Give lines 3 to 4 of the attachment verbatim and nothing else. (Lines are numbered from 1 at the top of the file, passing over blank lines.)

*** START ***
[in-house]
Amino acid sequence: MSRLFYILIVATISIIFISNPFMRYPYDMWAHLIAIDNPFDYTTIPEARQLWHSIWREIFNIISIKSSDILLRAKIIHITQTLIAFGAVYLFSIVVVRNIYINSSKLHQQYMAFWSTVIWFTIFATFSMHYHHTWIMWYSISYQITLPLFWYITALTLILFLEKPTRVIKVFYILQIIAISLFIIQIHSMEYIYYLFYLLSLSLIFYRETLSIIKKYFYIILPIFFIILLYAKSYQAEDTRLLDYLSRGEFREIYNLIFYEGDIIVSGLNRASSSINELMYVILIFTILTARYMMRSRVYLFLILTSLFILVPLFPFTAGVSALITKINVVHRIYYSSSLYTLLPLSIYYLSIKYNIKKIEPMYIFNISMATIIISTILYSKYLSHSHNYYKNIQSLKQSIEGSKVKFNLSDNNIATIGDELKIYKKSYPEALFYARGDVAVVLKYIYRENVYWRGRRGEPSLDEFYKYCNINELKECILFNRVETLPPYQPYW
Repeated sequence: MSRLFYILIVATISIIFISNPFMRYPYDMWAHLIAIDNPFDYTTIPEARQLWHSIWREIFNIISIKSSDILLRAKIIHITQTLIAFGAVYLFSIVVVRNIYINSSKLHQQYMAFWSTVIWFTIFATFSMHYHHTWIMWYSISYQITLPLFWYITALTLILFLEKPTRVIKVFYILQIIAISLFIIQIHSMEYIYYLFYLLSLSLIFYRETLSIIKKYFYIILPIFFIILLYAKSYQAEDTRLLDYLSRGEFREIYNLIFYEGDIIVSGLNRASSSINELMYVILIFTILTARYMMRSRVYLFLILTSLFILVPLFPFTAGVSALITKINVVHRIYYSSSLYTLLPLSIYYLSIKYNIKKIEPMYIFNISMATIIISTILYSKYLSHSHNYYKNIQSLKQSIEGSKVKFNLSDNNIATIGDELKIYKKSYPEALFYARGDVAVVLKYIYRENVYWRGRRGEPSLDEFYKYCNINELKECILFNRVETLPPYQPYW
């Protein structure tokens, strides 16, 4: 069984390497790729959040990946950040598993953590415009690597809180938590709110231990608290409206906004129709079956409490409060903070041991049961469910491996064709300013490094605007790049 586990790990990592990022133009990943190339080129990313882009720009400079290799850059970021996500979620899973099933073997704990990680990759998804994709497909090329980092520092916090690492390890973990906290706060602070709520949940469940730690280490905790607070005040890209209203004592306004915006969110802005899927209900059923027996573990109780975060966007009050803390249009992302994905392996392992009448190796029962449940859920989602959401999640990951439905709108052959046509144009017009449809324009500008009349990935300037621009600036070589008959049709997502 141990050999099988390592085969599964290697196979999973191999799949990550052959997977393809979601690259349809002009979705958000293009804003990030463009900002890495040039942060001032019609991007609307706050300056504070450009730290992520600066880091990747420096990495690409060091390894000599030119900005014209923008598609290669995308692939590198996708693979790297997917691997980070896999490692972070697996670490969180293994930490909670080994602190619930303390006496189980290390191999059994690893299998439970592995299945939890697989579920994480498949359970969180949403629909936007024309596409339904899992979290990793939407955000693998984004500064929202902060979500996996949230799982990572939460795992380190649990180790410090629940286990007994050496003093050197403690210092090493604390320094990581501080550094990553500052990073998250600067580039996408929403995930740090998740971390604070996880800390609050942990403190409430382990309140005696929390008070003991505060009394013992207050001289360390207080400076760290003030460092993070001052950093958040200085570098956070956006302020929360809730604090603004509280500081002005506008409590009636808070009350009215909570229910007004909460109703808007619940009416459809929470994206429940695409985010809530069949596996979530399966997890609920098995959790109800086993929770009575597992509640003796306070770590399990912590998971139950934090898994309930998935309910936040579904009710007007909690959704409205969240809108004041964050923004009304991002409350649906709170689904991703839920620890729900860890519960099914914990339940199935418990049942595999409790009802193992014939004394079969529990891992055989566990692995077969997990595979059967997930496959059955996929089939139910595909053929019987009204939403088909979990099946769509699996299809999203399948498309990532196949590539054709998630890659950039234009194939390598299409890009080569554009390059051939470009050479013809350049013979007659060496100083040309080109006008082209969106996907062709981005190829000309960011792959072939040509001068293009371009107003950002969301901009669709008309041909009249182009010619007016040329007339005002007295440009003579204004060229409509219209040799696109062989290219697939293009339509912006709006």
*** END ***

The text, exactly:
Repeated sequence: MSRLFYILIVATISIIFISNPFMRYPYDMWAHLIAIDNPFDYTTIPEARQLWHSIWREIFNIISIKSSDILLRAKIIHITQTLIAFGAVYLFSIVVVRNIYINSSKLHQQYMAFWSTVIWFTIFATFSMHYHHTWIMWYSISYQITLPLFWYITALTLILFLEKPTRVIKVFYILQIIAISLFIIQIHSMEYIYYLFYLLSLSLIFYRETLSIIKKYFYIILPIFFIILLYAKSYQAEDTRLLDYLSRGEFREIYNLIFYEGDIIVSGLNRASSSINELMYVILIFTILTARYMMRSRVYLFLILTSLFILVPLFPFTAGVSALITKINVVHRIYYSSSLYTLLPLSIYYLSIKYNIKKIEPMYIFNISMATIIISTILYSKYLSHSHNYYKNIQSLKQSIEGSKVKFNLSDNNIATIGDELKIYKKSYPEALFYARGDVAVVLKYIYRENVYWRGRRGEPSLDEFYKYCNINELKECILFNRVETLPPYQPYW
């Protein structure tokens, strides 16, 4: 069984390497790729959040990946950040598993953590415009690597809180938590709110231990608290409206906004129709079956409490409060903070041991049961469910491996064709300013490094605007790049 586990790990990592990022133009990943190339080129990313882009720009400079290799850059970021996500979620899973099933073997704990990680990759998804994709497909090329980092520092916090690492390890973990906290706060602070709520949940469940730690280490905790607070005040890209209203004592306004915006969110802005899927209900059923027996573990109780975060966007009050803390249009992302994905392996392992009448190796029962449940859920989602959401999640990951439905709108052959046509144009017009449809324009500008009349990935300037621009600036070589008959049709997502 141990050999099988390592085969599964290697196979999973191999799949990550052959997977393809979601690259349809002009979705958000293009804003990030463009900002890495040039942060001032019609991007609307706050300056504070450009730290992520600066880091990747420096990495690409060091390894000599030119900005014209923008598609290669995308692939590198996708693979790297997917691997980070896999490692972070697996670490969180293994930490909670080994602190619930303390006496189980290390191999059994690893299998439970592995299945939890697989579920994480498949359970969180949403629909936007024309596409339904899992979290990793939407955000693998984004500064929202902060979500996996949230799982990572939460795992380190649990180790410090629940286990007994050496003093050197403690210092090493604390320094990581501080550094990553500052990073998250600067580039996408929403995930740090998740971390604070996880800390609050942990403190409430382990309140005696929390008070003991505060009394013992207050001289360390207080400076760290003030460092993070001052950093958040200085570098956070956006302020929360809730604090603004509280500081002005506008409590009636808070009350009215909570229910007004909460109703808007619940009416459809929470994206429940695409985010809530069949596996979530399966997890609920098995959790109800086993929770009575597992509640003796306070770590399990912590998971139950934090898994309930998935309910936040579904009710007007909690959704409205969240809108004041964050923004009304991002409350649906709170689904991703839920620890729900860890519960099914914990339940199935418990049942595999409790009802193992014939004394079969529990891992055989566990692995077969997990595979059967997930496959059955996929089939139910595909053929019987009204939403088909979990099946769509699996299809999203399948498309990532196949590539054709998630890659950039234009194939390598299409890009080569554009390059051939470009050479013809350049013979007659060496100083040309080109006008082209969106996907062709981005190829000309960011792959072939040509001068293009371009107003950002969301901009669709008309041909009249182009010619007016040329007339005002007295440009003579204004060229409509219209040799696109062989290219697939293009339509912006709006």